BY THOMAS HAIRE
Response’s Editorial Advisory Board and other
media experts clash over the role and influence of
media brokers in today’s DRTV marketplace.
cumbency basis. Few agencies or brokers are willing
to surrender their rights to time periods that have
proven successful for either their own shows or those
of other agencies, which buy the time on a second-hand basis.
Toni Knight, WorldLink: I’m not aware of media brokering expanding, and, in fact, over the years, WorldLink has gained a number of our accounts as a rep
firm specifically because media operators have become increasingly aware that brokering limits their
ability to retain 100 percent of the revenue generated by their own inventory. Control and accountability are of great importance to media platforms
and networks are better off if they know who exactly
is buying their time.
Peter Koeppel, Koeppel Direct: Brokers and buyers are essentially competing for the same time. This bidding
by both the buyers and the brokers gives the stations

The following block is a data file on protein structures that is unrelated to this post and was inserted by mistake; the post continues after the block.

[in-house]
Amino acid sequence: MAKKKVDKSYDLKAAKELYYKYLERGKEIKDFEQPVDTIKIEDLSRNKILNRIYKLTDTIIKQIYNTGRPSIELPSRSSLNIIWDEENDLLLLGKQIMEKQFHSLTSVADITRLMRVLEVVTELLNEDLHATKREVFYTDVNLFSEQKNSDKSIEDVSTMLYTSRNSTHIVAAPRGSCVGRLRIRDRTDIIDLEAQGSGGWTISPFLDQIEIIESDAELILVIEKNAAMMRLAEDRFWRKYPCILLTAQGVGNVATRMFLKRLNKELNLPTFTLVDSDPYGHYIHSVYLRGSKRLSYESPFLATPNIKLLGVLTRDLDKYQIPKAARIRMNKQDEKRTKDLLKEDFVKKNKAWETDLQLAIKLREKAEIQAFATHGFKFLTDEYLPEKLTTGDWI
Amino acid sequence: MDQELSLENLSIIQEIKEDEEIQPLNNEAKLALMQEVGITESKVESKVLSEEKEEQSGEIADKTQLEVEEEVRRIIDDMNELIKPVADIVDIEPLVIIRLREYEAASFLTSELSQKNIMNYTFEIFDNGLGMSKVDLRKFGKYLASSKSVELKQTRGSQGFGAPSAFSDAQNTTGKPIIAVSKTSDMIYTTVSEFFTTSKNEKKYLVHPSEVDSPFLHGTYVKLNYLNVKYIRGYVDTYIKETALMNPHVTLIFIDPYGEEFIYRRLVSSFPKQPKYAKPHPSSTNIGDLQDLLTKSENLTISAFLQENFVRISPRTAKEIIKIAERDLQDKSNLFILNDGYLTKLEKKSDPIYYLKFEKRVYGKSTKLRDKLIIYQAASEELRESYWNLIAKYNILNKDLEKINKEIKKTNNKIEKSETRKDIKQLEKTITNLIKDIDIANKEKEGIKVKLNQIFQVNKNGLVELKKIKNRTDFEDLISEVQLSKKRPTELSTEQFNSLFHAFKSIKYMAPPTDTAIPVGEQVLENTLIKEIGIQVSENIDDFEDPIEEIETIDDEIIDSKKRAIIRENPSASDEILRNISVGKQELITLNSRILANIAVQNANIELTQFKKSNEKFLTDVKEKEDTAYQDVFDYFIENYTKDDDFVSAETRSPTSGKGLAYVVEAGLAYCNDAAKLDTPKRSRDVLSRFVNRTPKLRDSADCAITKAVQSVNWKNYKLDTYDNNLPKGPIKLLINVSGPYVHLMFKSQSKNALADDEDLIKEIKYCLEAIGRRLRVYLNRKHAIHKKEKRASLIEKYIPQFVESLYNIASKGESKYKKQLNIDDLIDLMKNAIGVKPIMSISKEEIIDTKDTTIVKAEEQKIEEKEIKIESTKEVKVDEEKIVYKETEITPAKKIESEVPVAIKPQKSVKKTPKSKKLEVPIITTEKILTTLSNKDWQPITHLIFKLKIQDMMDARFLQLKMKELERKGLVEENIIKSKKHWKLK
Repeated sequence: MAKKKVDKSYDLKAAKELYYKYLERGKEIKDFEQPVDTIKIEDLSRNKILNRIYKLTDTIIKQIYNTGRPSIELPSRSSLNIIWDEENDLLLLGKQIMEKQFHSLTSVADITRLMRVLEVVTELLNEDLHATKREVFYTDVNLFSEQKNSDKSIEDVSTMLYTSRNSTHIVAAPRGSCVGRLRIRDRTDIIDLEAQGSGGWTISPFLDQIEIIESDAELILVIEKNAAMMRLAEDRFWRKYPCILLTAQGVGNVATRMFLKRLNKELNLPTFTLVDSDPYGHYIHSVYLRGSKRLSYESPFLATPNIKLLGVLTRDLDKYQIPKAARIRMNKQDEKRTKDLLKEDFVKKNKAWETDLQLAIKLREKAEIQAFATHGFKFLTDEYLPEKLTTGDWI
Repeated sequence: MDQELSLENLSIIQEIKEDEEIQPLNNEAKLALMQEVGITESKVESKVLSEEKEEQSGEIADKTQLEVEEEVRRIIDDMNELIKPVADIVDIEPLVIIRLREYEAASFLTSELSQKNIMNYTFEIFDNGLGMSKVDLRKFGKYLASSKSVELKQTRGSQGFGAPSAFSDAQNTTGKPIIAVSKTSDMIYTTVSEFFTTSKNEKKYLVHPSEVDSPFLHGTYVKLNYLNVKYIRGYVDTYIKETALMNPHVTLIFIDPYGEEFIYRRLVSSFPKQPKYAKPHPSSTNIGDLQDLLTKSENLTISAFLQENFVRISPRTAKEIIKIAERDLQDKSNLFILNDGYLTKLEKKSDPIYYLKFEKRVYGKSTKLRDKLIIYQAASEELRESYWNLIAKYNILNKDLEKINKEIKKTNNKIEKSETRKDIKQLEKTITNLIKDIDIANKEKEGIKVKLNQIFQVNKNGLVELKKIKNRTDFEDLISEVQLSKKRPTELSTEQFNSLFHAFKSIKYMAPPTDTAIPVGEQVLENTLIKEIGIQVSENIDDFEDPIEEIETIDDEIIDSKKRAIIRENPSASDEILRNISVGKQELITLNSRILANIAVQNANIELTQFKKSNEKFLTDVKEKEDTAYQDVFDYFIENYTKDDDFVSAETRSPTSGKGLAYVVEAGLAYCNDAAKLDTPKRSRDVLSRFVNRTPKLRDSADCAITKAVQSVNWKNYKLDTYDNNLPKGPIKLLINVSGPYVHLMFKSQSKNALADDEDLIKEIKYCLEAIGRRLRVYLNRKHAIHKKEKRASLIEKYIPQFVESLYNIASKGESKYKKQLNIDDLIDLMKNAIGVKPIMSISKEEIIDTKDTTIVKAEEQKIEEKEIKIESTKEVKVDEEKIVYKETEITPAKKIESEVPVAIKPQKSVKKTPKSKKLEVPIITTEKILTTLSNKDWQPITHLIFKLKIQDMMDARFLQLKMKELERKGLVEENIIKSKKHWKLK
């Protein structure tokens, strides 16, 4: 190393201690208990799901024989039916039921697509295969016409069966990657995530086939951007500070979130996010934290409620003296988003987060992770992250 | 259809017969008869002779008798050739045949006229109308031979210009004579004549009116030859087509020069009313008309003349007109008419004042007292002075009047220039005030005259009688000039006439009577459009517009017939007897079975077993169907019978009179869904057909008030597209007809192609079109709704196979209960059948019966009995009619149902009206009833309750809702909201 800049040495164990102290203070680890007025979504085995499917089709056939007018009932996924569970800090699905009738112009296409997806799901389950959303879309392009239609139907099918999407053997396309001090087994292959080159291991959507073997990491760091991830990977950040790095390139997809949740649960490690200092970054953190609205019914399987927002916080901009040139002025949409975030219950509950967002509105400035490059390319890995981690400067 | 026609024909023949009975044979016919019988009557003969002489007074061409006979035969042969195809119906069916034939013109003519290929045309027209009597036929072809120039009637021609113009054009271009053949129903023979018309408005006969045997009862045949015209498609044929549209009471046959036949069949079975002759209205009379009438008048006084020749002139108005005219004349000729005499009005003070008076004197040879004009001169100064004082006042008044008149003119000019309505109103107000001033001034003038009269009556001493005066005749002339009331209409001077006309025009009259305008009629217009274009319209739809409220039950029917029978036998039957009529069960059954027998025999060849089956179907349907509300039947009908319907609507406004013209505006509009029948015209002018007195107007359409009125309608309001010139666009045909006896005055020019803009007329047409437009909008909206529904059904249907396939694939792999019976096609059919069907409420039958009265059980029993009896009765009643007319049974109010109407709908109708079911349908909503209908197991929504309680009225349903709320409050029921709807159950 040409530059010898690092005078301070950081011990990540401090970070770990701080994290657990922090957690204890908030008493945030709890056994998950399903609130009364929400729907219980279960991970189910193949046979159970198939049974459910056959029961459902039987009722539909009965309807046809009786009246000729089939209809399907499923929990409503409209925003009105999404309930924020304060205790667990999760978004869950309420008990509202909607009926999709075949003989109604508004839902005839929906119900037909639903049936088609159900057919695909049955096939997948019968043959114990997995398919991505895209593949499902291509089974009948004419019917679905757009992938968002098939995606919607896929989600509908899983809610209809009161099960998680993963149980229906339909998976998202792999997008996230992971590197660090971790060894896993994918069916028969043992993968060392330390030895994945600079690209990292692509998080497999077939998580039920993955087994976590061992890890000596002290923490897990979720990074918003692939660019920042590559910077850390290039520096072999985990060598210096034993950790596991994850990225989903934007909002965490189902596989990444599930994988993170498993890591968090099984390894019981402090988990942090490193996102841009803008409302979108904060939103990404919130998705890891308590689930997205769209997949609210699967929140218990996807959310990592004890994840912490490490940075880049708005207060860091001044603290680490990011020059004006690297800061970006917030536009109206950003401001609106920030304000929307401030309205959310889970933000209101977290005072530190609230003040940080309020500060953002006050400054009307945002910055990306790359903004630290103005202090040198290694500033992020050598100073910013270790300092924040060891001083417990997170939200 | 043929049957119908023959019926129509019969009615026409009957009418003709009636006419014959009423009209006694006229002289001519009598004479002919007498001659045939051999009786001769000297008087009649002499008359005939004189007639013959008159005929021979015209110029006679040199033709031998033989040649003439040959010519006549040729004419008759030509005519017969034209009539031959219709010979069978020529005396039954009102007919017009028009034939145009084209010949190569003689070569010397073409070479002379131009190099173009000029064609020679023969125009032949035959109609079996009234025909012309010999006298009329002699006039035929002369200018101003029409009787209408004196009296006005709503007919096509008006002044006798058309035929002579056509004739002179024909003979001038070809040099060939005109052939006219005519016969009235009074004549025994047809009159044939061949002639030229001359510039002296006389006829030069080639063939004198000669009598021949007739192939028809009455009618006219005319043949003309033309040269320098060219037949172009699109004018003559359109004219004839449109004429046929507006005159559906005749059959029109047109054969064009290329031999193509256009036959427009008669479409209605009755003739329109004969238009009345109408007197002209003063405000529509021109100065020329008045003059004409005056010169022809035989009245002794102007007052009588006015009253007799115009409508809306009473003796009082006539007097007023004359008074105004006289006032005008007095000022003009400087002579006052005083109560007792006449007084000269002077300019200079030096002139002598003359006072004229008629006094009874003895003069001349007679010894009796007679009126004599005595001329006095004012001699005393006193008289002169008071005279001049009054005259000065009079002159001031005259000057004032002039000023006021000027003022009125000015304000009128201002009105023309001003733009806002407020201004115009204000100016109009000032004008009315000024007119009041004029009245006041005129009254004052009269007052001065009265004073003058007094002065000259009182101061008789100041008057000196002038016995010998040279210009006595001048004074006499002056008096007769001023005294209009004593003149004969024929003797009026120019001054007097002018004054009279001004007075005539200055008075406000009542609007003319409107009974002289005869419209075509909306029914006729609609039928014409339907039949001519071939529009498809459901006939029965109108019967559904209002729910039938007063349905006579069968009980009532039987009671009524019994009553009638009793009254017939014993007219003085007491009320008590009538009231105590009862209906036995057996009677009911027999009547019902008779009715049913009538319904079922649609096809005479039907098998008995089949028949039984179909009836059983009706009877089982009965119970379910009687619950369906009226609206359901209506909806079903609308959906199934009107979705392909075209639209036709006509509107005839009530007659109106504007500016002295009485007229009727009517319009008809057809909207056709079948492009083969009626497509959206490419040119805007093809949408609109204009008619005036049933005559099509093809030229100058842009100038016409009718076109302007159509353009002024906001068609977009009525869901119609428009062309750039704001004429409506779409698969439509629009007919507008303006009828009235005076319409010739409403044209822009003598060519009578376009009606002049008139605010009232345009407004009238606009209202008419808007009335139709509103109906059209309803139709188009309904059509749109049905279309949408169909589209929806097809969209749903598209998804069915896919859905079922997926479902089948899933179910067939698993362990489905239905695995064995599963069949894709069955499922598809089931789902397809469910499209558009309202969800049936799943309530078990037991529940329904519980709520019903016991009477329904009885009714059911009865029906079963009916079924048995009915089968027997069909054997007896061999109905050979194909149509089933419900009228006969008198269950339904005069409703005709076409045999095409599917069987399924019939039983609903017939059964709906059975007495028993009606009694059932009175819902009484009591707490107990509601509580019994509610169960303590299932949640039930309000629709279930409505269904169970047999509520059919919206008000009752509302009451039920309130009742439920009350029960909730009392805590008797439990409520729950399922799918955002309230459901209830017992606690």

the false impression that there is more demand for
their time in the marketplace than there actually is.
Fern Lee, 25-year DRTV Expert: The biggest challenge
with brokering media is uneducated marketers.
When a marketer allows multiple agencies to buy for them without
any parameters, it causes rates to increase.
More brokers are buying up inventory without
having a client to assign the media time to.
Rob Medved, Cannella Response TV: The number of brokers and the number of avails sold through brokers
has been in decline for the past decade. What has
happened is the emergence of many small agencies,
each vying to manage a piece of a marketer’s budget.
Many of those agencies evolved from brokering.
Richard Stacey, Northern Response Intl. Ltd.: In the Canadian marketplace, brokering is less common. Some
American clients will use brokers when they want
to air in Canada, often requiring a premium to preempt an existing agency to air a specific timeslot.
What are the positives and negatives of broker influence
for clients, stations and the industry itself? Does
brokering create an artificial demand that forces rates
to increase, and does it harm the value proposition of the
media time itself?